Google recently rebranded their Google Boost product, re-christening it AdWords Express. They claim that it’s an easy solution for local business owners who want to start advertising on search engine results pages quickly and without complicated account setups. Sounds great! But, unfortunately, you’re going to sacrifice a lot of potential by going the convenient route with your paid search advertising. I don’t think that AdWords Express is as good a solution for first-time advertisers as Google claims.
First off, lets explore how AdWords Express limits you in comparison to the regular AdWords product. Going through the setup process, the first thing you need to do is link your business location (listed on Google Places, naturally) to your AdWords Express efforts. This automatically disqualifies a lot of advertisers that don’t have a physical storefront, and just want to sell their goods online. But for the sake of argument, let’s say that you’re a small business owner with a location so we can move on.
Once you have your location hooked in to your new AdWords Express account, you’ll be asked to choose some categories that describe your business. If you choose a broad category or worse, and irrelevant one, your ad is going to show up to a lot of disinterested parties. This may get you some ad views, but no new business. Google is going to show your ads based on the categories you define, but there’s not much fine tuning available. All the kick-ass targeting options in regular AdWords (keyword match types, negative keywords, geotargeting, ad scheduling, etc.) won’t be available to you. And as any experienced PPC manager will tell you, Google sucks at matching broad-match queries. By relying on Google to broad-match queries to your category, you’re inviting a lot of junk traffic that is going to cost you.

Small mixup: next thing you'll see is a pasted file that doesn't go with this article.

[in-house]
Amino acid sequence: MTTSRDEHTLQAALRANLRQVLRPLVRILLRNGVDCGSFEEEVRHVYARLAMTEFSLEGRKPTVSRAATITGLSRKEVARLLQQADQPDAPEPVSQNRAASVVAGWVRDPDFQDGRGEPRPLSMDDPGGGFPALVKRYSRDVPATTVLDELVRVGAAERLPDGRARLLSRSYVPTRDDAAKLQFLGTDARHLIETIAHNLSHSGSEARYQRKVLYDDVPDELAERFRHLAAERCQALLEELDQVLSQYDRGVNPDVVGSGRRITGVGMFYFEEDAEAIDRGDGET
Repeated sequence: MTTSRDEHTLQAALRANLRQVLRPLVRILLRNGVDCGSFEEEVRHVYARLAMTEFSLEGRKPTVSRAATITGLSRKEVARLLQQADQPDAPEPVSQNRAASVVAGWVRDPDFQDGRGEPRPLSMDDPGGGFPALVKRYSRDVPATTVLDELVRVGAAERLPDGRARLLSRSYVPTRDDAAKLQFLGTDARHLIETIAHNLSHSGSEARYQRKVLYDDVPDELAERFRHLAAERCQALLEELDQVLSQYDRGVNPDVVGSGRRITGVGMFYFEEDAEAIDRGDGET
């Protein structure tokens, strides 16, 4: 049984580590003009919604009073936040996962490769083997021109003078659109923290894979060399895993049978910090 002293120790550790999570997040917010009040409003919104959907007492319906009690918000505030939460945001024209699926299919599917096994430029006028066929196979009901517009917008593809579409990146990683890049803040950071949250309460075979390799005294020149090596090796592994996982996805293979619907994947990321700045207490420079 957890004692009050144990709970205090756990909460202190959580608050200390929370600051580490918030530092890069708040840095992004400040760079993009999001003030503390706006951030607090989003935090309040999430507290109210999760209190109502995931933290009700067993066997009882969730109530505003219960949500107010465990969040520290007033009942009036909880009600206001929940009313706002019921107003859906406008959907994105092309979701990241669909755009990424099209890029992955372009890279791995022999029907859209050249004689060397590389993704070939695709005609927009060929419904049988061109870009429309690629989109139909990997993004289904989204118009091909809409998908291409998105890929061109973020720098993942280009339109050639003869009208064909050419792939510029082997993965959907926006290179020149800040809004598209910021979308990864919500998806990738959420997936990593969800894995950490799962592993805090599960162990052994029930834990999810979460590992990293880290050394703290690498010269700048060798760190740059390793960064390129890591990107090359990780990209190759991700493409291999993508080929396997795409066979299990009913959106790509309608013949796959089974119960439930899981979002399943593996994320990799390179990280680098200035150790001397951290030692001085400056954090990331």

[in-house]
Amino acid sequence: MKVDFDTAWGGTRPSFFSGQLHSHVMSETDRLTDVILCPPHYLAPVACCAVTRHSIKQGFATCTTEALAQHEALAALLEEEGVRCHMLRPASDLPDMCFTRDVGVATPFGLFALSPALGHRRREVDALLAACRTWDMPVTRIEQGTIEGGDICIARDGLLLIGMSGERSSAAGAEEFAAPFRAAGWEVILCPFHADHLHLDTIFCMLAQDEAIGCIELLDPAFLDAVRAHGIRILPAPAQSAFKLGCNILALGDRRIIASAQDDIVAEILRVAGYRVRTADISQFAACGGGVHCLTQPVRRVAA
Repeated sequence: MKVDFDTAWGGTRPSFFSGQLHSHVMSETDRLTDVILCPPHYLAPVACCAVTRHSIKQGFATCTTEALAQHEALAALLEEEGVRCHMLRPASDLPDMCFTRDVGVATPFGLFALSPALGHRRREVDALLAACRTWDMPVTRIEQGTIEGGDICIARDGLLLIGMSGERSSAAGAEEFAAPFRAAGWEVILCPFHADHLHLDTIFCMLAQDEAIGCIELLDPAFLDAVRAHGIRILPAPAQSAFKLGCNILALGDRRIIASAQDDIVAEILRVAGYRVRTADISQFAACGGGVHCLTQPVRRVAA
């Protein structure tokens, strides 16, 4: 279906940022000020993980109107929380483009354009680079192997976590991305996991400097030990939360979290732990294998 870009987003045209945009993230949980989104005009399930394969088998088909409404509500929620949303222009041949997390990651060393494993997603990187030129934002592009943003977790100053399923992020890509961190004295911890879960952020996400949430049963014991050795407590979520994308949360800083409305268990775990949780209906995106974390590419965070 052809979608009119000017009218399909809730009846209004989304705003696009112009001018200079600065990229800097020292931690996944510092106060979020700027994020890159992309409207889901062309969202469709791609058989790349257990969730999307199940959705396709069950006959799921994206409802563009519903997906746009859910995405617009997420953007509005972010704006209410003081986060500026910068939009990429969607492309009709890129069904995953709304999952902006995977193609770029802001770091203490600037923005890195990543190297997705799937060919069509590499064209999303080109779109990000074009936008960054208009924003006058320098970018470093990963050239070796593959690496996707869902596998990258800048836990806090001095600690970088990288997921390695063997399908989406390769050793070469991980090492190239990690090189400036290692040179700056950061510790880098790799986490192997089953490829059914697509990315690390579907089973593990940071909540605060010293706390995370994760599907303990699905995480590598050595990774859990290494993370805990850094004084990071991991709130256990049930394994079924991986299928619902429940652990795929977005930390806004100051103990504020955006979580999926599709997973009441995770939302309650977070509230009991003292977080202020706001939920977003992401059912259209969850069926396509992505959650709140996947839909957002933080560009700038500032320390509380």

Even if you do get a decent category selected, you still have to create a good ad. So what makes a good ad? You can make a decent guess, but you really won’t know what works best for you unless you do some A/B testing. But guess what – you can’t do that in AdWords Express! Sucks to be you! Instead, you’re going to have to rely on your gut instinct of what works for your ad headlines. Oh, and one more thing – you don’t even get to choose the ad text. Instead, Google will generate a brief description of your business based on your Google Places account. No call to action, no ability to advertise discounts or promos, nothing. So you’re stuck with a crappy ad and shoving it out to a broad category of internet users. That’s bad mojo for PPC.
So what should you do instead? Make an AdWords account. It looks a lot harder than it actually is, but if you devote a couple hours to learning the system you’ll find that it’s a wise investment for your business. To keep things simple, just pick a couple of phrase-match keywords that are relevant to your business (after doing your PPC keyword research, of course), group them into ad groups of 5-10 words that are highly relevant to each other, and create two text ads that incorporate the main keywords of each ad group and test two different value propositions. I’m grossly over-simplifying AdWords account setup, but if you do those simple steps I can almost guarantee you that you will see better results than AdWords Express. Better yet, find a good PPC freelancer who can help you out. There’s no need to spend a fortune on PPC, but if you take the cheapest and easiest route, you’re going to be disappointed in your results. Don’t let Google take control of your search engine marketing. It’s your business, and you know what’s best for it.